There’s something about the symphony of a par 5 that makes it greater than the sum of its shots. It requires more forward thinking, more self-restraint and sufferance, risk and reward at once. It can be cataclysmic like Sam Snead’s triple-bogey 8 when all he needed was a par on the last hole in the 1939 U.S. Open, or heroic like a 5 on the 18th at Pebble Beach any day of the week.
I was standing on the green of Pine Valley’s behemoth uphill 15th hole, measuring over 600 yards, about 15 years ago, when the second shot of the club’s pro, David Clark, bounded onto the putting surface, stopped and glacially rolled back off the fringe. David is a good player, but not Bryson DeChambeau. I remember thinking, Have I just witnessed the death of par 5s?
When Tiger Woods won his first Masters, in 1997, he hit the 485-yard 13th in two with a 6-iron on Sunday. Since the dawn of television, that hole had been known as the consummate par 5. It’s very hard to think of it today as more than a tricky par 4. Last year, Woods reached the green with an 8-iron—the hole 25 yards longer and Tiger 22 years older. No matter where the Masters builds the proposed new tee, it’ll forever be a two-shot hole.
Justin Thomas, who looks like he fell off a charm bracelet, reached the 667-yard 18th hole at Erin Hills in the 2017 U.S. Open with a 299-yard 3-wood and made the eagle putt for a 63. In the 2020 U.S. Amateur at Bandon Dunes, the champion, Tyler Strafaci, hit a 4-iron to 14 feet on the 566-yard 36th hole in the final. Are par 5s now over, finito, deceased?
There used to be a list of what Tom Doak called in 1982 “the untouchables”—par 5s that had never been reached in two. In researching Golf Digest’s ranking of America’s 100 Greatest Golf Courses today, we’ve found only one untouchable left—the 675-yard 16th at Olympic’s Lake Course.
On all of the PGA Tour last year, ShotLink data shows one par 5 wasn’t reached in two (the 623-yard fourth at Sea Island Resort’s Plantation course)—that’s 0.6 percent of all the par 5s played—and on two-thirds of the par 5s, at least half the field “went for the green.” The longest hole in tournament golf today is TPC Colorado’s 773-yard 13th hole on the Korn Ferry Tour, which even at Denver-area elevation has not been reached. Yet.
In the late 1970s, I remember playing the longest golf course in the United States, The International in Bolton, Mass., which measured over 8,000 yards. I was on Sam Snead’s team in a scramble. He liked to hit last from the fairway, so he could place his ball at the end of his partners’ divot hole and slam a driver off the deck. Pure distance leads to contrivances, not good golf.
So where are we headed? “Three-shot holes are all about patience and a reward for keeping the ball in the fairway twice to make the third shot doable,” Doak says. Patience is not a 21st-century virtue; neither is restraint or sufferance.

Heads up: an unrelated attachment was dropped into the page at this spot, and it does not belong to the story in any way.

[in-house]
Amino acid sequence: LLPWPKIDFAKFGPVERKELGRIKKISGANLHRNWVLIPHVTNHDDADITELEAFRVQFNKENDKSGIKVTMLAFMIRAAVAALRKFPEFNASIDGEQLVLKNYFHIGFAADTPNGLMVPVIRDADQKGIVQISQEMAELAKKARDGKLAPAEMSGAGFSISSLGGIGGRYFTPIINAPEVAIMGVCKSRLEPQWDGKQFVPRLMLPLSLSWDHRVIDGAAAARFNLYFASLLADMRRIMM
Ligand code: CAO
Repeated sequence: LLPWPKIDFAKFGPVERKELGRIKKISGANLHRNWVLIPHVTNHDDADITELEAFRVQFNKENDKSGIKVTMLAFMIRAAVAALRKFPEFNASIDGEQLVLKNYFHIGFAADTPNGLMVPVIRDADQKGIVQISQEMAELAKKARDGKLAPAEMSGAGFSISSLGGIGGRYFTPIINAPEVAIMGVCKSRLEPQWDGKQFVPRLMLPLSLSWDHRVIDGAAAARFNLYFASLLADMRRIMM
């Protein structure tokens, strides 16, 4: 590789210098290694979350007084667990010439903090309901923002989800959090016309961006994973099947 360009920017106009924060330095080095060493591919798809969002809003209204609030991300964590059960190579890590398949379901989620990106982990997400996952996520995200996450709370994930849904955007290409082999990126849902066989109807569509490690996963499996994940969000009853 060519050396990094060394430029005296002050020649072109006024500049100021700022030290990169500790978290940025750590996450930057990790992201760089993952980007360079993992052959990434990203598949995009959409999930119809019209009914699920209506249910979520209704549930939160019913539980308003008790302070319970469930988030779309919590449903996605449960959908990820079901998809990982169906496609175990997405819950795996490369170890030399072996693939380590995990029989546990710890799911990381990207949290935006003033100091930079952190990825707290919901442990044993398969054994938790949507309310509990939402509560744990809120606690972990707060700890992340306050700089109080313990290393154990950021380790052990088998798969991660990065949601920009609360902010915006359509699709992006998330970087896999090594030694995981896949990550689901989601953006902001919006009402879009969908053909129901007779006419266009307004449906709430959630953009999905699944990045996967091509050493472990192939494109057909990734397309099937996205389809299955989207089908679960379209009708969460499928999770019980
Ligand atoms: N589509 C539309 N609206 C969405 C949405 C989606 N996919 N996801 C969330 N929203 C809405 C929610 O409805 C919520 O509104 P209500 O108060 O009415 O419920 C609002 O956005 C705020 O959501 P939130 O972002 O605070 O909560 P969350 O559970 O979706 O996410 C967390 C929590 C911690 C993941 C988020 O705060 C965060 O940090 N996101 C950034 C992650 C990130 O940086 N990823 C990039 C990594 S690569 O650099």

“You’re not going to print it, but the elite players really need to be playing a different ball, and then the architecture would all snap right into place,” Doak says. “You just make a Competition Ball mandatory for the Open and the Amateur, and you let the elite amateur players be the ones who insist on using it back down the food chain, from state and county events to the club championship, over the course of five to 10 years.”
That’s not likely today, no matter what the USGA rules next year when its new distance study is released. Distance is controlled by the PGA Tour, not the amateurs, and there’s no incentive for the commissioner to roll back equipment.
A practical solution is to roll back par at the highest levels of competition. A par 72 with four par 5s today becomes a par 68. “Par is irrelevant in the pro game, except for informing viewers the relative position of competitors mid-round,” says Golf Digest architecture editor Ron Whitten. “Back in the early 1950s, newspapers recorded strokes, not over or under par, and early editions would have Demaret leading at 49 strokes through 13 holes, with Snead at 52 through the same number of holes. Brooks Koepka won the U.S. Open at Erin Hills [a par 72 that was co-designed by Whitten] with a score of 272, the same score that Nicklaus won an Open at Baltusrol [par 70] in 1980. But it sounds so much worse when you say that Koepka won the U.S. Open with a score of 16 under par.”
My advice would be to change the par, not lengthen the holes and incur all sorts of land, design and maintenance expense. I certainly don’t want to see a universal distance rollback that would shorten my already short drives—every hole over 400 yards seems to be a par 5 for my non-elite game. To paraphrase the British writer A.C.M. Croome a century ago: “Four of those and one of them count 5,” which seems to be the way I make par 5s these days. It’s the score, not the par, that counts.